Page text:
Documentary video, part of the On Solidarity project by Darinka Pop-Mitic (2005 – ongoing)

As often is the case with street art projects, their existence is temporary and connected to the particular moment and actual situation. None of the murals were preserved—they grew pale and vanished over time, following the fading of the official ideology of socialism, Non-Alignment, and revolutionary struggle and its replacement by the currently prevailing combination of neoliberal economy and right-of-center ideology. The story of the Salvador Allende Brigade in Belgrade was revisited in the 2005 project On Solidarity, initiated by the artist Darinka Pop-Mitić. For the project she refreshed the colors on the remnants of the mural on the wall of SKC, expressing by this act a certain “solidarity in time” with this particular historical-political moment of people’s struggle for decolonization and liberation. Pop-Mitić states:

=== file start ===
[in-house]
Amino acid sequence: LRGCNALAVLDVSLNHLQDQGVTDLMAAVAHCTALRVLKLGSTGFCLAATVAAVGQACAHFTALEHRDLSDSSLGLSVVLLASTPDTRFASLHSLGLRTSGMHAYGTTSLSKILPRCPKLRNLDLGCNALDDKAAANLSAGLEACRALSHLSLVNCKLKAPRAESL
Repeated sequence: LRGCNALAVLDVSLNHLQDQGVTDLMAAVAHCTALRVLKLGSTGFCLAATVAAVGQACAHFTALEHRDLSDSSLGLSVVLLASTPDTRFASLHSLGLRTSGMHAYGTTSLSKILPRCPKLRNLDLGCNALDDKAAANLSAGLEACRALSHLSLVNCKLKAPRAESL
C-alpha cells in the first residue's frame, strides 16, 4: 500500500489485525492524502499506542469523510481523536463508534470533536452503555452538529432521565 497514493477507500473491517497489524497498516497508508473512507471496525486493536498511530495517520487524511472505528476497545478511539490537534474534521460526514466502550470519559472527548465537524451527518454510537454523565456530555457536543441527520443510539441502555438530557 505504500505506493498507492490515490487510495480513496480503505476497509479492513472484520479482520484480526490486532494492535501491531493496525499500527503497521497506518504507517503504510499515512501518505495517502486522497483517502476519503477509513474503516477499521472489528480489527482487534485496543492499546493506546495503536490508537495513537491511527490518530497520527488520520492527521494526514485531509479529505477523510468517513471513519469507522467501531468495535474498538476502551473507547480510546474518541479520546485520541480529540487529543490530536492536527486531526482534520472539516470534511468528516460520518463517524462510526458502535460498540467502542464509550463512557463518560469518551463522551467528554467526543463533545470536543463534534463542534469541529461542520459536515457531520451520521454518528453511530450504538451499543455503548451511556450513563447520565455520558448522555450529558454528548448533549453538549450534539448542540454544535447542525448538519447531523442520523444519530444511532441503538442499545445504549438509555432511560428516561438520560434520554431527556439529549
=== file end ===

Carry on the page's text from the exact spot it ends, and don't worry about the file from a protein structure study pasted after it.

“The inside of this institution, the SKC, is a conceptual art scene, while its outside is a ‘third-world’ mural made in collaboration of an artistic brigade and the students of the FLU (Academy of Fine Arts in Belgrade)—obvious propaganda art. The framework, the ‘frame,’ of the entire conceptual art scene in the SKC is in a way exactly this mural, but on the other hand it is exactly this mural that was both badly documented and left at the mercy of the ravages of time, which fragmented it until the only thing left were the giant heads that frightened me when I passed by the SKC building when I was a child. Chesterton has a following aphorism: ‘Art consists of limitation. The most beautiful part of every picture is the frame.’ The mural Solidarity is the ‘frame’ for our conceptual scene.”[7]